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Erroneous Documentation

If you use electronic documentation, there is a very good chance that your visits have not been portrayed accurately.  Recently, I read a chart where  the following notation was on every single visit.


According to the above, the patient had normal genitalia as reported by her or her caregiver or both.  How did that go?  Did the nurse ask the patient who was a woman how her vagina was looking or did the caregiver spontaneously offer that information to the nurse?  There was no reason to assess the external genitalia every visit in a patient who was being seen for hypertension and had no secondary diagnoses that would involve her vagina.  If I believed for a minute that this note was accurate I would be gravely concerned about the nurse.

I use this example because when you spend  a few minutes imagining all the possibilities, it is as funny as anything I have ever read in a chart.  The same error – failing to delete prior documentation or hand writing out of habit occurs everyday in most charts.

A nurse documented that a patient had a flu vaccine every week for 8 weeks.  I see notes where the weight does not change even one pound for 4 months.  It is rare that I see a heart murmur or extra sound documented even though a patient may have a stenotic valve or heart failure.

This is a problem, folks.  For you it is a problem, that is.  For me, it is job security.  For lawyers, it is gravy.

Included in the top ten list of reasons why nurses are sued for Malpractice are diagnosis failures and delayed treatment.  Since nurses do not diagnose or prescribe treatment for illnesses, the only role they could play in diagnosis failures or delayed treatment is failing to communicate effectively.  Remember, above all, documentation is the way that nurses and therapists communicate with other caregivers.

So, we know the vaginal status checks  and frequent flu vaccine administration are documentation mishaps.  What effect does that have on the rest of your documentation?  A vicious  malpractice attorney with even mediocre skills could discredit everything you have ever written.

You might expect the following questions to be asked during a deposition.

  1. Would you agree that all patients should have a care plan designed for their unique needs?
  2. Is it your policy to notify the physician when the condition of the patient changes?
  3. Would you agree that in order to take care of a patient, accurate documentation is required?
  4. What condition did the patient have that required a weekly flu shot?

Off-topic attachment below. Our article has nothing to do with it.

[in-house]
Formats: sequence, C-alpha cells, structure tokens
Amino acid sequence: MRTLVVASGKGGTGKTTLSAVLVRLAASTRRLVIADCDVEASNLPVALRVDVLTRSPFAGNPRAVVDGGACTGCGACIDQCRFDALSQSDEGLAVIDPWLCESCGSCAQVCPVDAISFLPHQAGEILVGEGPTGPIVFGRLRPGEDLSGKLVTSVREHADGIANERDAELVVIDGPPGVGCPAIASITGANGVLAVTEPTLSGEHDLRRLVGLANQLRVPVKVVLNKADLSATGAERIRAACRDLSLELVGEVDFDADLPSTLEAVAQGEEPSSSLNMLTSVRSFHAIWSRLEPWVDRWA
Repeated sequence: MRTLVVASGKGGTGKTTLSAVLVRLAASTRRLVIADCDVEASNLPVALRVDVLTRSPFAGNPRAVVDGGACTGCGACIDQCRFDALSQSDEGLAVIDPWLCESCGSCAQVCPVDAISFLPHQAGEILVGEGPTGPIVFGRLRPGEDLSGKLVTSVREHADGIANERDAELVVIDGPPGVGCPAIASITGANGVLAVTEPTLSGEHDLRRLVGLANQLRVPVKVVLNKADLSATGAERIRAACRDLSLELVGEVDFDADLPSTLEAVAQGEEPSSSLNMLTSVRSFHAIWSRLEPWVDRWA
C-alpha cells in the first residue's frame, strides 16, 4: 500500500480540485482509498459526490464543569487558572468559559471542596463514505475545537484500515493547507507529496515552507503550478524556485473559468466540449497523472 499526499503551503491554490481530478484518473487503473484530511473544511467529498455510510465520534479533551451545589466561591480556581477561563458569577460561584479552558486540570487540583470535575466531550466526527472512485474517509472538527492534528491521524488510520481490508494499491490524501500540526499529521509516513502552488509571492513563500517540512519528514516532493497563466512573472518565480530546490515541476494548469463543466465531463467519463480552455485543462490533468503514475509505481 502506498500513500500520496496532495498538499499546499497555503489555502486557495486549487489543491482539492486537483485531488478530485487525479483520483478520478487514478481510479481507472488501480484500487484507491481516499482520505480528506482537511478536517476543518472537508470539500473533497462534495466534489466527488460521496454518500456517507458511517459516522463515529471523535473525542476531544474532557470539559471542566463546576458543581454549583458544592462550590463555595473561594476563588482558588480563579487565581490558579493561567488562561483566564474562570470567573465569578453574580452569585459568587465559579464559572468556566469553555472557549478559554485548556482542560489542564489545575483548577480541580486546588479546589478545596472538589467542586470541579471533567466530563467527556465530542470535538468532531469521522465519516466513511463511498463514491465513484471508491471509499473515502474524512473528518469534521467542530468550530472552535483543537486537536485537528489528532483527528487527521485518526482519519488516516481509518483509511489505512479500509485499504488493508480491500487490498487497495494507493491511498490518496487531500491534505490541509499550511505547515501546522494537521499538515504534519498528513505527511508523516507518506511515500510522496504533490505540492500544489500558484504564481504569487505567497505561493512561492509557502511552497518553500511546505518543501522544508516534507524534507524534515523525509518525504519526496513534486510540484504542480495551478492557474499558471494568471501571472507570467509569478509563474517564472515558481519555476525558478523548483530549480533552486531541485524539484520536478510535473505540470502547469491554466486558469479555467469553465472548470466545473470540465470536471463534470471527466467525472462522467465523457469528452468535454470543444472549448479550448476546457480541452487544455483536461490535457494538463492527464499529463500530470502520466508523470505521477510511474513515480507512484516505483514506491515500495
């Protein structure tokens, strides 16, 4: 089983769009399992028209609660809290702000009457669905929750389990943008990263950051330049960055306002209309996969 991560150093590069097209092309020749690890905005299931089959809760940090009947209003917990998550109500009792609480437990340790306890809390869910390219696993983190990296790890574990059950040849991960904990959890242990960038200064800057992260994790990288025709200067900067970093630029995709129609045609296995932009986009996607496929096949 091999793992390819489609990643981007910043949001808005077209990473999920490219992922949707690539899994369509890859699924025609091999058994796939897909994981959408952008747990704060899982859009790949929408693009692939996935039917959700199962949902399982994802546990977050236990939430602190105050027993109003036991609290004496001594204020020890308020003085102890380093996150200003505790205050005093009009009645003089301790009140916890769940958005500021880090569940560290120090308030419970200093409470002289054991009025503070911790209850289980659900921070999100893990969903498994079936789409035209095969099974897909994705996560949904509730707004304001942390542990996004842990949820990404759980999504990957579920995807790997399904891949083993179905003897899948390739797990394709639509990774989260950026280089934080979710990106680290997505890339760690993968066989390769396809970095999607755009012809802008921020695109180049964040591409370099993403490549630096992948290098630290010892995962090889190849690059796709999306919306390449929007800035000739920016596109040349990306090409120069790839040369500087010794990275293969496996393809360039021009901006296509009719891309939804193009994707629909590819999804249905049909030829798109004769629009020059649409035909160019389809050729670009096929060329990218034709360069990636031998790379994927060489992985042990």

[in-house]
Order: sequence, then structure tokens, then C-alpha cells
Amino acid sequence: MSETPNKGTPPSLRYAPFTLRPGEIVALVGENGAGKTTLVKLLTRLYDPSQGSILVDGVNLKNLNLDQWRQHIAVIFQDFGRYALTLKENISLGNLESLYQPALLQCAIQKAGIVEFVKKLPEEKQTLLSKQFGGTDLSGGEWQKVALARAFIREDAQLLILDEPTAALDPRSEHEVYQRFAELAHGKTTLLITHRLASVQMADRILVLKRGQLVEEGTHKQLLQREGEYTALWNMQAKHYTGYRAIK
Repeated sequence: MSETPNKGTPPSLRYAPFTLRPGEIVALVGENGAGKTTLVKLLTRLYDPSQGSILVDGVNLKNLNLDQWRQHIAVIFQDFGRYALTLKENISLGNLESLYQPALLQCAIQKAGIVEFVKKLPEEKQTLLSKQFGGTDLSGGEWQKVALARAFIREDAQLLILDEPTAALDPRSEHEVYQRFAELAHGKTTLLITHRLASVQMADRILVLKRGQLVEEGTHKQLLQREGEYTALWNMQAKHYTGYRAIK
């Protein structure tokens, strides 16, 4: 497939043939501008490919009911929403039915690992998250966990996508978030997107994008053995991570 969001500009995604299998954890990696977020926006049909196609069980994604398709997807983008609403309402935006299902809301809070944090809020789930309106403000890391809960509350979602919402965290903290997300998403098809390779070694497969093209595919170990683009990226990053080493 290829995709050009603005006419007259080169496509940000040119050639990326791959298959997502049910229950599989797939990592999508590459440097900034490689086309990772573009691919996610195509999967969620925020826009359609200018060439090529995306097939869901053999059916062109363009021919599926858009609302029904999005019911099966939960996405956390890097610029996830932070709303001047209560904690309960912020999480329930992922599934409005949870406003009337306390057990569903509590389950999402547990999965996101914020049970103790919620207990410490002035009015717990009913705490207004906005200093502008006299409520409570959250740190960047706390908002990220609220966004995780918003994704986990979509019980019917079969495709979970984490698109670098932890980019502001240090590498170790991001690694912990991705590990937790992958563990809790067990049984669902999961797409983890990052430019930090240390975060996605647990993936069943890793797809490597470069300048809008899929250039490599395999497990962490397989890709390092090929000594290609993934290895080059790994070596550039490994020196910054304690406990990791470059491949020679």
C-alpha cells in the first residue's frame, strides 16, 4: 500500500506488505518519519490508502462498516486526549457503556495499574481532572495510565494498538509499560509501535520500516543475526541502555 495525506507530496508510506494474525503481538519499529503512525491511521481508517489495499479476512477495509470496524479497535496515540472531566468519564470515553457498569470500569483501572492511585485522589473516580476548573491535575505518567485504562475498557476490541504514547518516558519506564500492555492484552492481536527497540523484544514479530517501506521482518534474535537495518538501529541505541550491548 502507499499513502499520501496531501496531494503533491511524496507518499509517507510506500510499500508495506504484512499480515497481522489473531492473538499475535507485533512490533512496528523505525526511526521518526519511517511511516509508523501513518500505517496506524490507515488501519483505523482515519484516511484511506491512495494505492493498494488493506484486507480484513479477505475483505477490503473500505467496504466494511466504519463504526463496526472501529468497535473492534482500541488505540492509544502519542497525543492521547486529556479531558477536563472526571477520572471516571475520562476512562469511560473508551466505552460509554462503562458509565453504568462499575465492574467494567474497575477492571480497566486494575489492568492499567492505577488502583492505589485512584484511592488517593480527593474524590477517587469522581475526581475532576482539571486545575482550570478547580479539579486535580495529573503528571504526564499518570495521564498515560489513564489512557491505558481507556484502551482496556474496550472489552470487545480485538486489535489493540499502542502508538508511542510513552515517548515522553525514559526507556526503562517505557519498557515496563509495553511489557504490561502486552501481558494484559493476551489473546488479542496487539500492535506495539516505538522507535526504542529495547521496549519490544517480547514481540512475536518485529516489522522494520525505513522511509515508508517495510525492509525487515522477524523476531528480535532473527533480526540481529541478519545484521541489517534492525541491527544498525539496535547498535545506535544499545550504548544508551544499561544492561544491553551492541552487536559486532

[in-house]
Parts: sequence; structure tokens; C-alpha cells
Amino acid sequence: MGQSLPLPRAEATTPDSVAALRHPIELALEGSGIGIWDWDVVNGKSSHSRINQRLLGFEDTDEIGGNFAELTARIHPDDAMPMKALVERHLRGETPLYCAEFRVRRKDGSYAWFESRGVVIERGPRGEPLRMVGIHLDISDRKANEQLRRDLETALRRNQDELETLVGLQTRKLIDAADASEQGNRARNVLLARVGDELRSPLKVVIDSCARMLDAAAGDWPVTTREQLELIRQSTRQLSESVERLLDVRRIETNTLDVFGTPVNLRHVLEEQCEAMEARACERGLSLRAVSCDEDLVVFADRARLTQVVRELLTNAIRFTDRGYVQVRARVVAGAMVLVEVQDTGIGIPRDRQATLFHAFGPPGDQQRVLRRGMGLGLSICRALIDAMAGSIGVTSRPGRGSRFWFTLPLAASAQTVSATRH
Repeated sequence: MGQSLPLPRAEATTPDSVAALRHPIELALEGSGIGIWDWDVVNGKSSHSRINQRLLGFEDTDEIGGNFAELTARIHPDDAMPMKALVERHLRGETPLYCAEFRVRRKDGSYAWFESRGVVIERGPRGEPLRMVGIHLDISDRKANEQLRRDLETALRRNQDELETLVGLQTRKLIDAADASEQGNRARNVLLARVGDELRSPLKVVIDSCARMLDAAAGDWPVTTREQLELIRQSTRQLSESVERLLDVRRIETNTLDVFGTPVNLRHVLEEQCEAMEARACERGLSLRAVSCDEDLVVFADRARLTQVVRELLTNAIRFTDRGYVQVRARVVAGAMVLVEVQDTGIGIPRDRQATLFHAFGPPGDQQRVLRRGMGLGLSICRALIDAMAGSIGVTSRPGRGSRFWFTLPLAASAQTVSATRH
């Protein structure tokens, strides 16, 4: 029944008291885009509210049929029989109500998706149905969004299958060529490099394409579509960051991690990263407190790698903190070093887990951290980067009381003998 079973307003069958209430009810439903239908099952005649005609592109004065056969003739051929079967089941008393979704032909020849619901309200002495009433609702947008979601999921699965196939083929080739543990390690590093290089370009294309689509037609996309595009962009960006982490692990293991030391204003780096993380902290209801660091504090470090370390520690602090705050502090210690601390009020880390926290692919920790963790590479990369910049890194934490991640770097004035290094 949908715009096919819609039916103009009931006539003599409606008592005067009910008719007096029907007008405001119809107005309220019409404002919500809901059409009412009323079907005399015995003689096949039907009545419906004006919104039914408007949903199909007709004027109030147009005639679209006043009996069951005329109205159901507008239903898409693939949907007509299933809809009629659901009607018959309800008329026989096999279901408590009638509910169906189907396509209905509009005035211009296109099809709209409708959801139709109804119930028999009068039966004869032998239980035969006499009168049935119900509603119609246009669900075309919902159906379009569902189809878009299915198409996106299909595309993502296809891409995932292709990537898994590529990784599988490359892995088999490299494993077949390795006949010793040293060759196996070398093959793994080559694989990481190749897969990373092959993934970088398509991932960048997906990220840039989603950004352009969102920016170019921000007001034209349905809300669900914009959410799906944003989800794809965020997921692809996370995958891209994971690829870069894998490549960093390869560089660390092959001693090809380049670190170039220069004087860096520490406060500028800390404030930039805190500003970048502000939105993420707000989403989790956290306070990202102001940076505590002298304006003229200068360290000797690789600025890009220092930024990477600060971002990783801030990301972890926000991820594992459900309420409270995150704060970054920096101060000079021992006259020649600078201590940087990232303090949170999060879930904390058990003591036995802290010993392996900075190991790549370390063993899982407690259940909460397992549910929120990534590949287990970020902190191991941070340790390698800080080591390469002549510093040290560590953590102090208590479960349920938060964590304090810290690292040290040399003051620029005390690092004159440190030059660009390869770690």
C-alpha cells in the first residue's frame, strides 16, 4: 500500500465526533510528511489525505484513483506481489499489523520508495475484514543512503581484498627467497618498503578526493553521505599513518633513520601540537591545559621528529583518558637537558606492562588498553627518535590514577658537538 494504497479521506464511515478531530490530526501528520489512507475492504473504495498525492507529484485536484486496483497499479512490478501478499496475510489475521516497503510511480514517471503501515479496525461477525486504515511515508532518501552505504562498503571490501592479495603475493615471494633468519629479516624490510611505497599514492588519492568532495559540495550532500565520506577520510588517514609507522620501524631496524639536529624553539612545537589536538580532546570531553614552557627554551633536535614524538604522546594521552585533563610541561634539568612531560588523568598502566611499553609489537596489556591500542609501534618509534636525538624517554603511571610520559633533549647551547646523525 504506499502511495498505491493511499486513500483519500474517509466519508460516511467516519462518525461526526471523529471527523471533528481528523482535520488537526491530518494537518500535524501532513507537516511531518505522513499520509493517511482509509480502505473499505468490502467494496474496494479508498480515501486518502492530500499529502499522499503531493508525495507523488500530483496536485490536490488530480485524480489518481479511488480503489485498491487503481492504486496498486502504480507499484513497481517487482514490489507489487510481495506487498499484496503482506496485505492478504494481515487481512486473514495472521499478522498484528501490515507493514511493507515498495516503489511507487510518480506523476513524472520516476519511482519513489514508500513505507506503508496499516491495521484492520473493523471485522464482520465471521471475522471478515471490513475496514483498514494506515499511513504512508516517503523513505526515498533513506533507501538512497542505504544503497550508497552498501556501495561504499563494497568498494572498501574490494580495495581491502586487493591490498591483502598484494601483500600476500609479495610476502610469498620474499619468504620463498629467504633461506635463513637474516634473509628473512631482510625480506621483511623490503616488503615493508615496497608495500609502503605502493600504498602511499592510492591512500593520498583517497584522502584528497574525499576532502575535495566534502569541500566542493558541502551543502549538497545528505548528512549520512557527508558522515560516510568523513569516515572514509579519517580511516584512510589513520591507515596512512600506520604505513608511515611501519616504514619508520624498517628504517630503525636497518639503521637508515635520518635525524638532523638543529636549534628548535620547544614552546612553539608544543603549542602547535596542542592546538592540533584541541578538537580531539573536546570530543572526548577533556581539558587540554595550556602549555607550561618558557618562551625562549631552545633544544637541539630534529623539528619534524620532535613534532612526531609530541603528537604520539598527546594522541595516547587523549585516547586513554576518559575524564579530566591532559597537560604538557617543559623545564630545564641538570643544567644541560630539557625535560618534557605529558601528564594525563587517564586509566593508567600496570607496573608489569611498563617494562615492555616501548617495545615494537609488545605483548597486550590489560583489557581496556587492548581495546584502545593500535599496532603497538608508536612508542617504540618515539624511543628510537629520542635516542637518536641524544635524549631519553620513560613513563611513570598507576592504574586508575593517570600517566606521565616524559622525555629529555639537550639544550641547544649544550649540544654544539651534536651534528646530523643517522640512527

5. You charted that the patient had a weekly flu shot and now we know they didn’t.  When you charted that you called the MD, was that also a mistake?

This type of error is not limited to computerized documentation.  Many nurses repeatedly check the same answer on every OASIS assessment they do for certain data points.  Jeff Lewis used to call these ‘favorite answers’.  In reviewing data for all nurses in an agency, there will always be one who checks that all of their patients are visually impaired and one that checks that none of them are.  Again, this is gravy for a malpractice attorney.

Question:  Does your patient ever prefill their own med planner?

Answer:  Yes.

Question:  Did you ever attempt to find someone else to fill her pill planner?

Answer:  No.  She was able to do it herself.

Question:  Your assessment indicates that Ms. Smith was unable to read medication labels or newsprint and you failed to find someone else to fill her med planner.  Were you aware that Coumadin could cause fatal complications if taken incorrectly?

Imagine trying to come up with an answer for that question.

Our lesson for the day is knowing what is not written is as important as what is written.  Go practice.

One Comment Post a comment

  1. Good article. Yes there are frustrations in computer charting. I find we are often sort of locked in a box and cannot accurately describe an assessment finding, except with a narrative note. The wound assessment documentation is an area that is a problem. It seems the only wounds that fit most of the characteristics would be decubitus. In other words it is not easy to document characteristics of a raised, rough, thickened lesion that has partially torn away at the base. The choices we are given often don’t work, so a narrative it must be. Thanks P.S. Then you hope someone reads the narrative!

    September 12, 2013

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